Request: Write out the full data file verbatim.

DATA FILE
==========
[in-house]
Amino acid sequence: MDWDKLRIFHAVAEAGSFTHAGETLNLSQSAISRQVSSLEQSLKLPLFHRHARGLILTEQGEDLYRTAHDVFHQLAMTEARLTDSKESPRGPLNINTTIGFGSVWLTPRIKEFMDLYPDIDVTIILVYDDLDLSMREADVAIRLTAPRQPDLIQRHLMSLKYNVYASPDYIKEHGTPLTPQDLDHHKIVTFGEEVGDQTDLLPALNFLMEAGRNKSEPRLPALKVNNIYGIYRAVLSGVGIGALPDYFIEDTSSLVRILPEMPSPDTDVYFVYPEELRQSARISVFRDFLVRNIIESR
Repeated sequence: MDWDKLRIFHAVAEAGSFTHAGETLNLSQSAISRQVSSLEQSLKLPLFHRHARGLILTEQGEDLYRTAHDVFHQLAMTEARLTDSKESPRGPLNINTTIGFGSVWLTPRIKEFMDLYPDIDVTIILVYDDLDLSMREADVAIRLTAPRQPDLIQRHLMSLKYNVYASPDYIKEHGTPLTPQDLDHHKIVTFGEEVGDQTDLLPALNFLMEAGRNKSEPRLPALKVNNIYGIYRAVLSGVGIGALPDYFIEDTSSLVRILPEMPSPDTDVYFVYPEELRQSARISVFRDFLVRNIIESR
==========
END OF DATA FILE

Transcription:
[in-house]
Amino acid sequence: MDWDKLRIFHAVAEAGSFTHAGETLNLSQSAISRQVSSLEQSLKLPLFHRHARGLILTEQGEDLYRTAHDVFHQLAMTEARLTDSKESPRGPLNINTTIGFGSVWLTPRIKEFMDLYPDIDVTIILVYDDLDLSMREADVAIRLTAPRQPDLIQRHLMSLKYNVYASPDYIKEHGTPLTPQDLDHHKIVTFGEEVGDQTDLLPALNFLMEAGRNKSEPRLPALKVNNIYGIYRAVLSGVGIGALPDYFIEDTSSLVRILPEMPSPDTDVYFVYPEELRQSARISVFRDFLVRNIIESR
Repeated sequence: MDWDKLRIFHAVAEAGSFTHAGETLNLSQSAISRQVSSLEQSLKLPLFHRHARGLILTEQGEDLYRTAHDVFHQLAMTEARLTDSKESPRGPLNINTTIGFGSVWLTPRIKEFMDLYPDIDVTIILVYDDLDLSMREADVAIRLTAPRQPDLIQRHLMSLKYNVYASPDYIKEHGTPLTPQDLDHHKIVTFGEEVGDQTDLLPALNFLMEAGRNKSEPRLPALKVNNIYGIYRAVLSGVGIGALPDYFIEDTSSLVRILPEMPSPDTDVYFVYPEELRQSARISVFRDFLVRNIIESR